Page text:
So enjoy your  favorite book–read it over and over. But keep in mind Dante’s warning about the nine circles of hell: “All hope abandon ye who enter here.”

Tough Day in the Scriptorium

By Wendy Hornsby

This morning, I found myself stuck in what seemed to be an inescapable plot mire. I had done it to myself, of course. And because the deadline for this book in progress hovers on the near horizon, instead of patiently going back through the manuscript to retrace my steps and find the correct path to story salvation, I panicked, I fumed, tore at the hair—not literally—cursed my idiocy, and otherwise got nowhere with a solution for the problem. What to do? I opened the door of the Scriptorium, my office at the bottom of the house, pulled on gardening gloves and went out into the yard.

Our house was vacant for quite a while before we bought it. The yard was overgrown and needed, I thought, taming. I love to garden and Paul is a good sport about helping with the heavy parts. He’s also better than I am about knowing our limits. He called an arborist to trim the trees when I started shopping for a chain saw. Altogether, his was the better solution.

We live in the foothills of the Sierra Nevada, Mother Lode country, an area that has two major garden problems. The first is drought, the second is voracious deer. When we first moved in, about a year and a half ago, I set about pulling weeds and clearing space to plant a garden and freshen the landscaping. Vegetables have to be enclosed by an eight-foot fence. Ornamental plants must be drought resistant and deer resistant, preferably native California plants. Fortunately, the deer don’t eat most herbs, so they can be incorporated into the landscaping.

Last year, our first year here, was a year of plant experimentation, discovering what grows and what doesn’t. This year, I’ll know better than to plant zucchini, will plant more cucumbers. Currently, I have an abundant bed of garlic and shallots that were planted in October and will be ready to harvest months ahead of schedule; we never really had winter this year, so they may be confused. The poppies I carefully planted and tended in the flower boxes around the little porch outside my office door did nothing last spring. Not one bloom. This year however, those old seeds seem to have been carried by birds or the wind out of the tidy planters and, completely on their own with no help from me, have rooted all over the back yard. I’m weeding around them and leaving them to see what happens. A carpet of poppies would be lovely.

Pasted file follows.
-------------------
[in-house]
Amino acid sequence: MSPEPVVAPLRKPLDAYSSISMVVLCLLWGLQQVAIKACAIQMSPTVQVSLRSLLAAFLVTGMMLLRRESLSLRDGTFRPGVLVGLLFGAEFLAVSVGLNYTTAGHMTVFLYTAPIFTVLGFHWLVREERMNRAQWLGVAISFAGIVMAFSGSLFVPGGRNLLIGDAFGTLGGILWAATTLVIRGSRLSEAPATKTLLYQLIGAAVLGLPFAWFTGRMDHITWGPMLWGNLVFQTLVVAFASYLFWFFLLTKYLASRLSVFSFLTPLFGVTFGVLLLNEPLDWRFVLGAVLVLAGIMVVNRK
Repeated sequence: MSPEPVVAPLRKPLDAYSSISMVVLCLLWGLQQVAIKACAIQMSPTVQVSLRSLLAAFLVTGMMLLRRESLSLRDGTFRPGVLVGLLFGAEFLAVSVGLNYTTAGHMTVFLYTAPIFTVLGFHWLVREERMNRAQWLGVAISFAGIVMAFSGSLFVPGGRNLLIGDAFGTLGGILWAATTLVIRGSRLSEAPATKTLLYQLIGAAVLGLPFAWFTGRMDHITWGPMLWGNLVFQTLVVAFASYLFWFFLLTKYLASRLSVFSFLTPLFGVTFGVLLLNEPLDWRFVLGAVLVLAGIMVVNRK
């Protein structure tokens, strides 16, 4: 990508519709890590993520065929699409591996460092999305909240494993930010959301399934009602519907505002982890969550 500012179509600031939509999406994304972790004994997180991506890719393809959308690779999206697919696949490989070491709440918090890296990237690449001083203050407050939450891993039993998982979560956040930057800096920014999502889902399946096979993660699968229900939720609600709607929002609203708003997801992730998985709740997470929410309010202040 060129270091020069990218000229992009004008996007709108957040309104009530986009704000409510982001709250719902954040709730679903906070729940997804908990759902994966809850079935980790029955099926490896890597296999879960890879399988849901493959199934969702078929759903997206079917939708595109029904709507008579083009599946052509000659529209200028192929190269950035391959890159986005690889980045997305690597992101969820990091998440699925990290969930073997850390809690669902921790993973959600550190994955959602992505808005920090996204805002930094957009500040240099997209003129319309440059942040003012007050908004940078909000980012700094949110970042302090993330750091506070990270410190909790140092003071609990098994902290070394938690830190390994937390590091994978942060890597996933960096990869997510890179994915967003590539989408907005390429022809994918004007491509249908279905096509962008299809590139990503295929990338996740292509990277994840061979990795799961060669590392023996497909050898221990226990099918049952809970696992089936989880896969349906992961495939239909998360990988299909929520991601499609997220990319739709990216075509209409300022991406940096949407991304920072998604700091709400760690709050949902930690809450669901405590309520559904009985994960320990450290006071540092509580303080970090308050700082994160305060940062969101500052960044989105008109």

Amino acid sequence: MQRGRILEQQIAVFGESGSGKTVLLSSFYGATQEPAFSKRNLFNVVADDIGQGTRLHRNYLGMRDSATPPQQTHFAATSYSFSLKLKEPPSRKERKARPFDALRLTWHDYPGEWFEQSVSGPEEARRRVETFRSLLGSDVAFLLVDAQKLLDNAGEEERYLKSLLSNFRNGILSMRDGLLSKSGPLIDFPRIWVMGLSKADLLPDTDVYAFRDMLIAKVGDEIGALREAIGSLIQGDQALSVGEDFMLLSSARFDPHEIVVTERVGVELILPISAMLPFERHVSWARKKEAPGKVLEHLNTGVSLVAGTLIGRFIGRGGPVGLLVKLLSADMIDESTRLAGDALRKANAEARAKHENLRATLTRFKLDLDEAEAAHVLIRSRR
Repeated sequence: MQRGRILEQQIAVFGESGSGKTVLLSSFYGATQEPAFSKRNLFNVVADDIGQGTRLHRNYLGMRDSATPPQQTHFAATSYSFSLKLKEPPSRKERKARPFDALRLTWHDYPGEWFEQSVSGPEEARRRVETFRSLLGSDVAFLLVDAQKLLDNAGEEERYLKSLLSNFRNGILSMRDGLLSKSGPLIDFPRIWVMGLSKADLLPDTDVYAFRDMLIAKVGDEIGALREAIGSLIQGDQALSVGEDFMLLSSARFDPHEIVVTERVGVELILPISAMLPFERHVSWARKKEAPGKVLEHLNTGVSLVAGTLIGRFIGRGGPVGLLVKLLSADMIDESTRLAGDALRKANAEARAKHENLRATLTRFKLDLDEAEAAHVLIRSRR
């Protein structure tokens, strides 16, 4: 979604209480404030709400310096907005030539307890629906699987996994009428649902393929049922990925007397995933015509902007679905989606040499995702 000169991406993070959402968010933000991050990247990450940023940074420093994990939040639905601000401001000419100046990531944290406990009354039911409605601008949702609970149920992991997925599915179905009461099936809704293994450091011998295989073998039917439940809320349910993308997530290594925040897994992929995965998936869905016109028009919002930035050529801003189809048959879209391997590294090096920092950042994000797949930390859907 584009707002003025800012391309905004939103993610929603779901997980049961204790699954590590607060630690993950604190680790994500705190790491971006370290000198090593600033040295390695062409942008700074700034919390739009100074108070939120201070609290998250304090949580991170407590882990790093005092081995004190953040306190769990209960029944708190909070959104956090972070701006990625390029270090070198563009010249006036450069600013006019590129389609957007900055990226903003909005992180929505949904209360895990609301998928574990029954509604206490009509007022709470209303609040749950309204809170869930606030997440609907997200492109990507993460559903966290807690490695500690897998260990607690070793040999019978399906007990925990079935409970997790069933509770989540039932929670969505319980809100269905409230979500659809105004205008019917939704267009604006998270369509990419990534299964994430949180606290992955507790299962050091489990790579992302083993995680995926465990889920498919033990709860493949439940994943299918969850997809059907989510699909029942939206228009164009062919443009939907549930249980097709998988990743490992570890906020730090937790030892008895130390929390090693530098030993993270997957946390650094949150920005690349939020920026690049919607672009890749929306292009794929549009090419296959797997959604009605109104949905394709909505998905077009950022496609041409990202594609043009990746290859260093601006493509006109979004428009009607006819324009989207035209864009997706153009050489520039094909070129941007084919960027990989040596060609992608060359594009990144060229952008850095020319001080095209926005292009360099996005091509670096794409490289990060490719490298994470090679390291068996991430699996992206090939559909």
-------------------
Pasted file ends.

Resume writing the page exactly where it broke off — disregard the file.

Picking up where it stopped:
To me, the yard is full of surprises, and sometimes magic. When I’m writing and get stuck, or just need to stretch my legs, the best way I know to get unstuck and unkinked is to go outside and pull weeds, prune something, or plant something. I always find something interesting. The previous owner had several kids, so sometimes I find bits of broken toys; a few Hot Wheels left in the crotch of a tree, a Hackysack under the hawthorn, various doll parts, and ideas for new stories.   One of the little girls must have had a big collection of plastic beads that got spilled because it’s rare when I go out into the back yard that I don’t find a bright bead or two. I put them in my pocket and later dump them onto a corner of my desk. A little treasure chest.


Among the best finds, however, are the missing parts, or broken parts, of whatever I had been writing before I threw up my hands in despair. This morning, while pulling up a patch of nasty, invasive thistles, distracted from the snit that had sent me outside, it occurred to me that if I went all the way back to a scene in the third chapter and added three lines, then the problem I was having in chapter twenty would be resolved. I could not have figured that out if I had stayed inside and stared at the computer monitor. I also found a green and a red bead and yet another blooming daffodil. Once again, rescued by the garden.


Marching into Madness

For many years late March was my favorite time of the year. It meant March Madness—the NCAA basketball tournament—and it also meant spring training for major league baseball teams. Even when Daylight Stupid Time was shoved back into March, I compensated by focusing on the culmination of the college basketball season and the beginning of the baseball season. Hope seemed to be surging up like the crocus and daffodils in my front yard. Admittedly no 16th-seeded team ever beat a top-seed (as of this writing, a few days before the start of the tournament), but a few 15th-seeded teams had knocked off their 2nd-seeded opponents, so (almost) anything seemed possible. And before opening day, who could say that my beloved Atlanta Braves wouldn’t win another division title and grab that elusive World Series ring?